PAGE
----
Analysis of patients with false negative mammography and symptomatic breast carcinoma




False-negative mammograms may result in a delay in breast carcinoma diagnosis and have important implications for patient care. In this study, the characteristics of symptomatic patients with false-negative mammograms were analysed.


Patients with symptomatic breast carcinoma were identified over a 10-year period (1994–2004). One hundred and twenty-four patients had false-negative preoperative mammograms and 1241 patients had abnormal preoperative mammograms. Clinical presentation, diagnostic methods and pathology were analysed. False-negative mammograms were reviewed by a specialist breast radiologist.


Following retrospective review, 42% of false-negative mammograms were re-categorised as suspicious. The most commonly misinterpreted lesion was architectural distortion/asymmetrical density. Adjuvant ultrasound, where performed (n = 27), raised the level of suspicion in 93% of cases. Patients with false-negative mammograms were more likely to be younger (P < 0.0001), present with nipple discharge (P = 0.002) and have smaller tumours (P < 0.0001). Their tumours were more frequently located outside the upper outer quadrant (P = 0.002). False-negative mammography led to a delay in diagnosis of >2 months in 12 patients.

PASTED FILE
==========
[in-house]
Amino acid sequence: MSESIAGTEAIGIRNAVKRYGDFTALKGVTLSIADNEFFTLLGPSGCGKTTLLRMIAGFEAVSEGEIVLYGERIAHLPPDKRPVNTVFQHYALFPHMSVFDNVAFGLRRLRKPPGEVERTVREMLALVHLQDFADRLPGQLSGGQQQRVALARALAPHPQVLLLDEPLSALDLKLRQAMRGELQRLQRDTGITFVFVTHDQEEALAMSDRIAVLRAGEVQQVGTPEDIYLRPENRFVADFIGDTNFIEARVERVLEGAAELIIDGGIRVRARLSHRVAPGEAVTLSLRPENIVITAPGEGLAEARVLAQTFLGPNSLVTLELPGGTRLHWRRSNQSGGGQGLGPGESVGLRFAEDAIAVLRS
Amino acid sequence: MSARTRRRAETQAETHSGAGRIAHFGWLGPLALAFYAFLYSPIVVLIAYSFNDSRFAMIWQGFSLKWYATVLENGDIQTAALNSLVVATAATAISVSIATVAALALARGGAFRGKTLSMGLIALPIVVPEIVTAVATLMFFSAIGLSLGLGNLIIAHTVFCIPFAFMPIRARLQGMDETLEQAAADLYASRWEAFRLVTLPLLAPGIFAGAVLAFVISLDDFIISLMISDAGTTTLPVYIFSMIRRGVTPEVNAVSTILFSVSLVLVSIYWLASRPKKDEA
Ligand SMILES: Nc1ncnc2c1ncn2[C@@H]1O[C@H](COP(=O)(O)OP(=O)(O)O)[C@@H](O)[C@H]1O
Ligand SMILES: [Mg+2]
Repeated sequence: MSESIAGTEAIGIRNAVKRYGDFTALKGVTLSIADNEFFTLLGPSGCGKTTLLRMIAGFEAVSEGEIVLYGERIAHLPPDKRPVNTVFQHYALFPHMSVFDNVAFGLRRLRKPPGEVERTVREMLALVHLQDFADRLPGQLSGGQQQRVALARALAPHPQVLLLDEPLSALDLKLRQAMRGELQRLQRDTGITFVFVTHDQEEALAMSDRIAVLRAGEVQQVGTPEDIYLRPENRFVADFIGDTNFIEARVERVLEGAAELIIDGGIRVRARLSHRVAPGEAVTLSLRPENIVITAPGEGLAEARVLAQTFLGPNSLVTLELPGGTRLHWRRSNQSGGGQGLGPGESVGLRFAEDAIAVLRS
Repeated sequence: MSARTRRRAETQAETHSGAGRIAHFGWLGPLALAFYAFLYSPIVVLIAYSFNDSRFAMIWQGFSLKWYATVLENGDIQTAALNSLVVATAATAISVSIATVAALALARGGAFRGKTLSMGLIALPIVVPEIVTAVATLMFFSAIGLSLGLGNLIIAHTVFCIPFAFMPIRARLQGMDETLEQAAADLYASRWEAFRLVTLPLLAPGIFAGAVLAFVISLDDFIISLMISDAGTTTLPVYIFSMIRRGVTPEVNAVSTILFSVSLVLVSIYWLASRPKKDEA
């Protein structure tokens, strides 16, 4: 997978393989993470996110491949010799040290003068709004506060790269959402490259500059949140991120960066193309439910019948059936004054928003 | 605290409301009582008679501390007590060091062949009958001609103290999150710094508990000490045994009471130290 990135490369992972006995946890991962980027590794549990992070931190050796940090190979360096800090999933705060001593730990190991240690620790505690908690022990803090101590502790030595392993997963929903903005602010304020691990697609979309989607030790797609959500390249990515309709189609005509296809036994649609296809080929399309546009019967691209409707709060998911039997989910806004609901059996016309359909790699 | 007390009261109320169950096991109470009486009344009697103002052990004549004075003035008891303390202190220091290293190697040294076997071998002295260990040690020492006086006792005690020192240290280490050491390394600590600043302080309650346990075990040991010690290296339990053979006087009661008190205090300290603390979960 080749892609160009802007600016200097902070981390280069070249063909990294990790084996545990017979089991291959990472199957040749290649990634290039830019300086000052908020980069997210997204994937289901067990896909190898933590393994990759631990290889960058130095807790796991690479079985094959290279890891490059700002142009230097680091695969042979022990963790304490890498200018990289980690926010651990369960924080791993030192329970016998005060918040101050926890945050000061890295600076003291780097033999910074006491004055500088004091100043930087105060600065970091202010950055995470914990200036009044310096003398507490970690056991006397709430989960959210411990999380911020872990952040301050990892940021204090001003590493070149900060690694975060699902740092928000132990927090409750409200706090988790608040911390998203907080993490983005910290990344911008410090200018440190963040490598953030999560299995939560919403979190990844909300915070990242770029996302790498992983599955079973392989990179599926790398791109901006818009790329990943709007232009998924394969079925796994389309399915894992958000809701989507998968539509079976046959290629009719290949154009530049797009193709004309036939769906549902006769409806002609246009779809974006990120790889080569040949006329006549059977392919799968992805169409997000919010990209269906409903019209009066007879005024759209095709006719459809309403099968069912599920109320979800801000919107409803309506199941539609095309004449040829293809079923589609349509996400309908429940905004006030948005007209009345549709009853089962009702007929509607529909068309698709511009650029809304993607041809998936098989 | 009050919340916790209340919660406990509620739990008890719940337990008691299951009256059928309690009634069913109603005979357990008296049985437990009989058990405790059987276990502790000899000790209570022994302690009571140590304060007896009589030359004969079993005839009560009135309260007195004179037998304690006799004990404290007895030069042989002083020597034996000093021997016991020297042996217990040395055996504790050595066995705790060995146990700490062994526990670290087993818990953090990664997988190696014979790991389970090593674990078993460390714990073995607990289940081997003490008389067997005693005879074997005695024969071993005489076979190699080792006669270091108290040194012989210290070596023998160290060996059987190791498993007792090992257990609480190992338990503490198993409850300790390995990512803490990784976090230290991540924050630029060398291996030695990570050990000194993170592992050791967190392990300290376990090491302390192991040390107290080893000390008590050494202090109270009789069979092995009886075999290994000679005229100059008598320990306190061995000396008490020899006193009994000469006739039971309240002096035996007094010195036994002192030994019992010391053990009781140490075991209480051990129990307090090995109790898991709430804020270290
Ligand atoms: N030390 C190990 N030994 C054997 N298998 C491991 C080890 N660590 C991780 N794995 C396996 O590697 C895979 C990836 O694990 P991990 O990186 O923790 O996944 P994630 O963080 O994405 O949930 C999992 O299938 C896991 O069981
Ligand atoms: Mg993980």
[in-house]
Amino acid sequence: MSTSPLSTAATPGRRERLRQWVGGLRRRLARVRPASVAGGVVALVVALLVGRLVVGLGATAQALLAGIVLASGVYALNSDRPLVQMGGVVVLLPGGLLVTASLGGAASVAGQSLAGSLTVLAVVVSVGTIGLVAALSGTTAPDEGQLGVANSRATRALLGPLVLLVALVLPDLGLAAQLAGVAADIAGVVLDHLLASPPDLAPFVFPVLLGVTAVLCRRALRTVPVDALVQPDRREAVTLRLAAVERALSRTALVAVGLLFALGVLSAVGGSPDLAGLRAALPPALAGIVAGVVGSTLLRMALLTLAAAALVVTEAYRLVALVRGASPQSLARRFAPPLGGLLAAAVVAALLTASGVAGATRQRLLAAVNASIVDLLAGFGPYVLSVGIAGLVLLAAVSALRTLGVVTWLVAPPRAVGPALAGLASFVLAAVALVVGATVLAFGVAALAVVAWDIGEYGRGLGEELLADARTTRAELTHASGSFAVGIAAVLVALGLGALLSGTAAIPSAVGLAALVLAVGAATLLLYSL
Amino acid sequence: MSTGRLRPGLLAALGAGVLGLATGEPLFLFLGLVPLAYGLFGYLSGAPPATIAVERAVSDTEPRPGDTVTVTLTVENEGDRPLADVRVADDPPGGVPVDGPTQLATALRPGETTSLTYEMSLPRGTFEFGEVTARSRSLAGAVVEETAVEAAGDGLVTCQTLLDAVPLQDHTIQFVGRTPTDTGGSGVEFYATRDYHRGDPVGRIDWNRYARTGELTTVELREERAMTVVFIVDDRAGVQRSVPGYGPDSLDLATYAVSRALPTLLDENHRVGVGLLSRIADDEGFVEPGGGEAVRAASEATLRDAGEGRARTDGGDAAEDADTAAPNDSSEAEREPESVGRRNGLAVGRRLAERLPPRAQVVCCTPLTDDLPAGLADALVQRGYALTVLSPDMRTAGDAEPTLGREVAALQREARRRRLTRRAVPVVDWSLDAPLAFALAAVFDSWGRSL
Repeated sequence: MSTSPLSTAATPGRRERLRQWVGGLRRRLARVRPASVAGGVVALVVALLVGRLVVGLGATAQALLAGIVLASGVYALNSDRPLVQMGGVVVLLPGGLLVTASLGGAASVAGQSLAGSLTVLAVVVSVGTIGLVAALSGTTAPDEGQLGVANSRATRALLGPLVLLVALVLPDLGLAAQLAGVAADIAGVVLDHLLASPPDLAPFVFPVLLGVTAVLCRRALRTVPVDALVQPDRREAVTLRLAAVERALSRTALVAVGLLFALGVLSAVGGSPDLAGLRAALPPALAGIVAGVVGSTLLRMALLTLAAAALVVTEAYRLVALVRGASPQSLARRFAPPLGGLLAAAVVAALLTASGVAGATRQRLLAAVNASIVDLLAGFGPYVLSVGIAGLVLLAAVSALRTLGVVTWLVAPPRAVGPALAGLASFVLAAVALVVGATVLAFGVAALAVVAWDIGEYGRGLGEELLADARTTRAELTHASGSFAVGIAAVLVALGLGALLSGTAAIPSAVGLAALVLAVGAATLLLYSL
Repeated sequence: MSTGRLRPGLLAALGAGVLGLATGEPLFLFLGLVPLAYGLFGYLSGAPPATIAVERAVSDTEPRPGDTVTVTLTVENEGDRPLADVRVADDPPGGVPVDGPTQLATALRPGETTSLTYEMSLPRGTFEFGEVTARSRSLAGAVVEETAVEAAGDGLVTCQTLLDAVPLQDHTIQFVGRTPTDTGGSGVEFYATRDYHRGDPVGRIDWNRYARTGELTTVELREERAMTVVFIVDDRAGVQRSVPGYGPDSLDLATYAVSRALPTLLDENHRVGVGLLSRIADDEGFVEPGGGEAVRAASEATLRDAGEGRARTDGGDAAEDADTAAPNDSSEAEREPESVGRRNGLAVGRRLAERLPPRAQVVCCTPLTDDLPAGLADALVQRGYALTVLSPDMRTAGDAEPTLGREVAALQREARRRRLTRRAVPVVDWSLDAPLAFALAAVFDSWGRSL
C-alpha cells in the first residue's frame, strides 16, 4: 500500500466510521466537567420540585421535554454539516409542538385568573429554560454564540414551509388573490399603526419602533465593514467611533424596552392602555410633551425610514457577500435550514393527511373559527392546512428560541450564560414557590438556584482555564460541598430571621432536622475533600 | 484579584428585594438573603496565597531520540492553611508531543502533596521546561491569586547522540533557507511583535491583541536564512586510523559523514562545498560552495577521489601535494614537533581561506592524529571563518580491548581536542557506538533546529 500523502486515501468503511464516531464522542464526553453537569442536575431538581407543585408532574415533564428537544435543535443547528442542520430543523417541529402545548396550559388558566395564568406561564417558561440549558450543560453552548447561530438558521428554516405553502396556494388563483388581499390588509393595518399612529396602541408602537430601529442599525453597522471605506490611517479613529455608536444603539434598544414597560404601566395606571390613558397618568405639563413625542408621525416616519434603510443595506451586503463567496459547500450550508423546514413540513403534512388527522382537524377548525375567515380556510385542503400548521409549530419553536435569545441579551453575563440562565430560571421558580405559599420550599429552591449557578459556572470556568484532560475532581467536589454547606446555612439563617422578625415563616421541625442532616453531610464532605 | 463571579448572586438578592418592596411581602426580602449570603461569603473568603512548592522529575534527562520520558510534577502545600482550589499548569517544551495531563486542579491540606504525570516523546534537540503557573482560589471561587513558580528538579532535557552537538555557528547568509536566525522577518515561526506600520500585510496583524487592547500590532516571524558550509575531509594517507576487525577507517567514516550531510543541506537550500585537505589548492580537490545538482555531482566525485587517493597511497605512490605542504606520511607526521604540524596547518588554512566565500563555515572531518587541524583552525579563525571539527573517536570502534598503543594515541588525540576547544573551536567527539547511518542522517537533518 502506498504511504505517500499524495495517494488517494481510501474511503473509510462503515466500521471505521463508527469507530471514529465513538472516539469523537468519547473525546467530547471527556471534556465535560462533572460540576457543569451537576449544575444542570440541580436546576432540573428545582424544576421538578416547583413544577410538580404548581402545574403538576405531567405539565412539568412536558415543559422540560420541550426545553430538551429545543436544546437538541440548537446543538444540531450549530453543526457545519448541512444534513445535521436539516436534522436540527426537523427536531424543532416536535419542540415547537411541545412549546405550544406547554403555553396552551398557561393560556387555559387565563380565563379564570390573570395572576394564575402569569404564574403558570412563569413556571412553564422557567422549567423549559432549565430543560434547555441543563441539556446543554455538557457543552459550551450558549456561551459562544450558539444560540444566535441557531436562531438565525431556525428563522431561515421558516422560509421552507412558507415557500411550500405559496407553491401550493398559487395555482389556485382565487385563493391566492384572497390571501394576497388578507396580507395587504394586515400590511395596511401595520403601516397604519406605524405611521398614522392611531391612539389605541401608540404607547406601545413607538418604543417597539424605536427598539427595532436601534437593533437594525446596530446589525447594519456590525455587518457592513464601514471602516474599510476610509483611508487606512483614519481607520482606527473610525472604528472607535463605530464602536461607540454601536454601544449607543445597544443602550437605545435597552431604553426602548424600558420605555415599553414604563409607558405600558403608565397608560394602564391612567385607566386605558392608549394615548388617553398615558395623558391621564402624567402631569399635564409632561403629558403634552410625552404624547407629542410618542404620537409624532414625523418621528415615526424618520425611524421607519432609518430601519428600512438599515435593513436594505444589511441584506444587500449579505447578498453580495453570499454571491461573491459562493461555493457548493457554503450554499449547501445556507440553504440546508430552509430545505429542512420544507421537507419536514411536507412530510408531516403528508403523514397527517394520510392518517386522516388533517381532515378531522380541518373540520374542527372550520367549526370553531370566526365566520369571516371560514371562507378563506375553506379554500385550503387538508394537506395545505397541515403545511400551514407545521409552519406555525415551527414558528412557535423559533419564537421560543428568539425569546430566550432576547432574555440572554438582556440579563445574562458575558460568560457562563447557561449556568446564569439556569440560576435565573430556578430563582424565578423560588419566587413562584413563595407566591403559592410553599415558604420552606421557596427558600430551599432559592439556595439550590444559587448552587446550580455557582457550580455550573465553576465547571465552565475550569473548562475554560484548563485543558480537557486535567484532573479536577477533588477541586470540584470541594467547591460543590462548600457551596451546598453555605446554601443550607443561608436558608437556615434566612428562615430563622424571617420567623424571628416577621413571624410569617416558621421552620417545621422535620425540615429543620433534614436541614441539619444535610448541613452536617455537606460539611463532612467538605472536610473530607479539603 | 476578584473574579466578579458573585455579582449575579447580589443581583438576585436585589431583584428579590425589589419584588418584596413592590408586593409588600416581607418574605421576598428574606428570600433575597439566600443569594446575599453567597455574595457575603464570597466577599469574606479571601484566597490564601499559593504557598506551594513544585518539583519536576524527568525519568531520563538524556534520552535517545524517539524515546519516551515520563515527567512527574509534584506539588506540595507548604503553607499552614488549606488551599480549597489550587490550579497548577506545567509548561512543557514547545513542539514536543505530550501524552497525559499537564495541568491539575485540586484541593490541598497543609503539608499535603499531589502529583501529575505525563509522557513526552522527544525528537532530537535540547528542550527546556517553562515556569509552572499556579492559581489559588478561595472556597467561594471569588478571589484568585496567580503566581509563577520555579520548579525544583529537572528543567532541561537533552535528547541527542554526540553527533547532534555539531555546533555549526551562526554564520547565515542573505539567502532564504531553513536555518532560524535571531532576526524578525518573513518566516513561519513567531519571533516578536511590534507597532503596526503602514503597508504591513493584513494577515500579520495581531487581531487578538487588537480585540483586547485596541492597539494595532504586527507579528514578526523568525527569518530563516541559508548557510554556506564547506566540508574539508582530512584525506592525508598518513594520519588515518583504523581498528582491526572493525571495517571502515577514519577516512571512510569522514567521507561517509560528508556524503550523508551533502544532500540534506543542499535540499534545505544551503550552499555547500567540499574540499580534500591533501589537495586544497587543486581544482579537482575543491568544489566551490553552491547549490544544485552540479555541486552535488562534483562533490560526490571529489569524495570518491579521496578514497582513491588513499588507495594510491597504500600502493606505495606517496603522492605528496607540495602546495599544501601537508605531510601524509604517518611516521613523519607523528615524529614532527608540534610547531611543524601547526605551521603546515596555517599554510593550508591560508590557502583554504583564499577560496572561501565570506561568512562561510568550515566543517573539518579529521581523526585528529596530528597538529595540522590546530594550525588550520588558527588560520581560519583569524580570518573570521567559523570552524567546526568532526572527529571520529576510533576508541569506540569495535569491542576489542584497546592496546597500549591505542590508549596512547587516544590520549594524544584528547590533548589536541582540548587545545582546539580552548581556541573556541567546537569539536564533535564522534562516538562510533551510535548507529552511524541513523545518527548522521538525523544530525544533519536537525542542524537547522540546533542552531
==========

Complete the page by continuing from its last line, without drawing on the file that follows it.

Symptomatic patients with false-negative mammograms often demonstrate definite abnormalities on imaging, the most common of which is architectural distortion/asymmetrical density. Those at particular risk were younger patients, those with nipple discharge, and patients with lesions located outside the upper outer quadrant. J. Surg. Oncol. 2007;96:457–463. © 2007 Wiley-Liss, Inc.